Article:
5.2 Pasquini's variations on the aria di Romanesca constitute his largest and most ambitious surviving work. It may not be coincidental that his successor's partite on the same ostinato are also Frescobaldi's largest set of variations—one, moreover, that underwent significant revision between its first two editions.(note 10) The two settings share an overall shape: a general acceleration of surface motion over the course of the first few settings that is interrupted by relatively sedate variations near the center, then reaches a climax and concludes with two surprisingly simple, understated settings.(note 11) There are also occasional similarities in figuration and in harmony. On the other hand, Frescobaldi, but not Pasquini, following a convention peculiar to certain Romanesca settings, notates most of his variations in duple time even though they are actually in triple meter. Pasquini, at the outset of his first parte, seems to refer to the galliard or corrente, whereas Frescobaldi avoids clear dance references until his quinta parte, which is a corrente (absent from the first edition). In general, Frescobaldi tends toward stricter, more genuinely polyphonic textures, whereas Pasquini often seems content merely to give the impression of counterpoint—a distinction also evident in the canzonas of the two composers.
6.1 Not surprisingly in a piece never prepared for publication, the Pasquini text contains a greater number of apparent errors. Yet, as one grows accustomed to Pasquini's music and begins to recognize some of the conventions apparently at work in it, one becomes less confident that certain anomalies of notated pitch or rhythm are errors, as opposed to purposeful violations of the rules of counterpoint for expressive purposes or intended notational irregularities meant to evoke certain freedoms in performance. The contrapuntal irregularities tend to be limited to occasional odd leaps within individual parts, forbidden parallels, and unusual passing tones. Prominent among these are the leaps to unexpected registers mentioned earlier, which sometimes lead to parallel fifths. This is especially common at the ends of sections, but it also occurs at internal cadences.(note 12) One can also find numerous instances of parallel octaves and fifths elsewhere (particularly within the opening parte), and there are a few examples of a type of sharply dissonant passing note now associated with Monteverdi.(note 13) In general, however, the irregularities arise through surface embellishment of the underlying ostinato progression, suggesting a casual approach to counterpoint and voice-leading such as might arise in an improvisatory tradition.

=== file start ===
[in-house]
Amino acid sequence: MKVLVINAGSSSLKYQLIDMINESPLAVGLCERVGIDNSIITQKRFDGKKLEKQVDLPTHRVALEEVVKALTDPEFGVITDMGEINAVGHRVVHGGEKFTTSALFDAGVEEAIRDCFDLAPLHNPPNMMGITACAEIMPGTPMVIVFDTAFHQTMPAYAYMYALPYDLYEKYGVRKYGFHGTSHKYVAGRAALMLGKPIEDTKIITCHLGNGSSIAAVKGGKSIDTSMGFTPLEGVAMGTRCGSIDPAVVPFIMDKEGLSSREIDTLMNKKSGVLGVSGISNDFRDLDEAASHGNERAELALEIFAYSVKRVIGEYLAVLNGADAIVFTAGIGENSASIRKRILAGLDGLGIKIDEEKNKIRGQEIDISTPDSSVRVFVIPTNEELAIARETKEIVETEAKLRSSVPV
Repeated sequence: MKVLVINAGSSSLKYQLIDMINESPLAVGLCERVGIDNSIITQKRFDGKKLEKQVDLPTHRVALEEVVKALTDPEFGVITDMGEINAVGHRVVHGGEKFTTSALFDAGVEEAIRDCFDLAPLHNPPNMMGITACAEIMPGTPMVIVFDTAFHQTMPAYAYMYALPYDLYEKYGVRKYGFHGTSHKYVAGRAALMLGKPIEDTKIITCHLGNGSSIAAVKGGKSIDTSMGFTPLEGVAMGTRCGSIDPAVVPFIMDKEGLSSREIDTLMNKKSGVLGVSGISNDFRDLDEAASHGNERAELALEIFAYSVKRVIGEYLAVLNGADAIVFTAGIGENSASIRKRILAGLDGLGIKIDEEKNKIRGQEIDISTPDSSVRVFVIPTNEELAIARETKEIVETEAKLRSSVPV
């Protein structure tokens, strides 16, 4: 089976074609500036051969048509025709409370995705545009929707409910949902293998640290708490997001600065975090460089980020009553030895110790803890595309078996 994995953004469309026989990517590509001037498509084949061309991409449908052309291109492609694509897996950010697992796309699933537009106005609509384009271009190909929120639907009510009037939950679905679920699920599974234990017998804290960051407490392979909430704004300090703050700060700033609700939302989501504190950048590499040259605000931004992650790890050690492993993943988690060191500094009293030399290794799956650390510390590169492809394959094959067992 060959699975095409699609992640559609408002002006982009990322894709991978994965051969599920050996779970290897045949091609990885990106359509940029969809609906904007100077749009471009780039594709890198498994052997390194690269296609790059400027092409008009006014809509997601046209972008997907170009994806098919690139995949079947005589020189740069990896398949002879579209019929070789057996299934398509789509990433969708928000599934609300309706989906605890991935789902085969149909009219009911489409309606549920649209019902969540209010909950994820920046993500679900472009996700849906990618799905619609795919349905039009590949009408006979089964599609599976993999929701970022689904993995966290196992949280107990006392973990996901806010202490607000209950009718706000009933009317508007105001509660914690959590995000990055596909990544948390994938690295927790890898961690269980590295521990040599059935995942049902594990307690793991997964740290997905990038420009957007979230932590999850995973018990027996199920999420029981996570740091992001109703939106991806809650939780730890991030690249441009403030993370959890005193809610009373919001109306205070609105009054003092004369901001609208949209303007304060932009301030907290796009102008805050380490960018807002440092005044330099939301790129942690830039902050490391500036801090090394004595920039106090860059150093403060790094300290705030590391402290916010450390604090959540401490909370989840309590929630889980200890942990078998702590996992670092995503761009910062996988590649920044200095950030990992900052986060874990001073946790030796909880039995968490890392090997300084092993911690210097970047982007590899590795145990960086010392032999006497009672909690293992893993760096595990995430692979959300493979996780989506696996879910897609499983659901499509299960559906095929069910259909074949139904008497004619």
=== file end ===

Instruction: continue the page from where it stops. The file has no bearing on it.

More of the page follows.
6.2 Such a tradition would have favored the cultivation of the more purposeful sort of rule-breaking that Monteverdi termed the seconda pratica. Indeed, the liberties found here are somewhat reminiscent of those arising in what Caccini described as "a certain noble freedom in singing" (una certa nobile sprezzatura di canto), evidently referring to the departures from strict voice-leading and dissonance treatment characteristic of early Baroque monody.(note 14) Since, however, these keyboard pieces lack verbal texts or descriptive titles, it is difficult to show conclusively that the relatively mild contrapuntal irregularities of the present work have any specific expressive significance. The ground-bass aria was, practically by definition, a vocal genre, and vocal settings of standard arie such as the Romanesca were flourishing at the same time as the instrumental ones. Hence it is reasonable to imagine that keyboard settings represented in a general way an imitation of vocal performance, in particular the monodic type described by Caccini. But concrete parallels to vocal music, as in the form of common melodic figures, are few, apart from the use of standard embellishments such as the groppo (long upper-note trill) and diatonic scale passages.